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I often hear a lot of people complaining about their step-parents and wondering why they think that they have any authority over them. Although I know that everyone has different situations, I will be the first to admit that I am beyond blessed to have a step dad. Yep, I said it. My life wouldn't be the same that it is not without him in it. Let me tell you why I think step dads are the greatest things since sliced bread.

1. They will do anything for you, literally.

My stepdad has done any and every thing for me. From when I was little until now. He was and still is my go-to. If I was hungry, he would get me food. If something was broken, he would fix it. If I wanted something, he would normally always find a way to get it. He didn't spoil me (just sometimes), but he would make sure that I was always taken care of.

SEE ALSO: The Thank You That Step-Parents Deserve

2. Life lessons.

Yup, the tough one. My stepdad has taught me things that I would have never figured out on my own. He has stood beside me through every mistake. He has been there to pick me up when I am down. My stepdad is like the book of knowledge: crazy hormonal teenage edition. Boy problems? He would probably make me feel better. He just always seemed to know what to say. I think that the most important lesson that I have learned from my stepdad is: to never give up. My stepdad has been through three cycles of leukemia. He is now in remission, yay!! But, I never heard him complain. I never heard him worry and I never saw him feeling sorry for himself. Through you, I found strength.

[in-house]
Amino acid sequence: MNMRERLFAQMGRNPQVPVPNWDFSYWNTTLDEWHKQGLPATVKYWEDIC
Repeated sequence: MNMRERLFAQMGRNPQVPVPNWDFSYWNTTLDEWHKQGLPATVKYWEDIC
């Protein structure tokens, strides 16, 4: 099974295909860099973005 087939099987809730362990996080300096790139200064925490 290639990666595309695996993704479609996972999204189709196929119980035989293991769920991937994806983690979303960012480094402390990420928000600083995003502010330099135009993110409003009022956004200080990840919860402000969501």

3. He loved me as his own.

The big one, the one that may seem impossible to some step parents. My stepdad is not actually my stepdad, but rather my dad. I will never have enough words to explain how grateful I am for this man, which is why I am attempting to write this right now. It takes a special kind of human to love another as if they are their own. There had never been times where I didn't think that my dad wouldn't be there for me. It was like I always knew he would be. He introduces me as his daughter, and he is my dad. I wouldn't have it any other way. You were able to show me what family is.

So, dad... thanks. Thanks for being you. Thanks for being awesome. Thanks for being strong. Thanks for loving me. Thanks for loving my mom. Thanks for giving me a wonderful little sister. Thanks for being someone that I can count on. Thanks for being my dad.

I love you!

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5 Reasons Why I Love Being a Psychology Major

By learning about others, you can also learn more about yourself.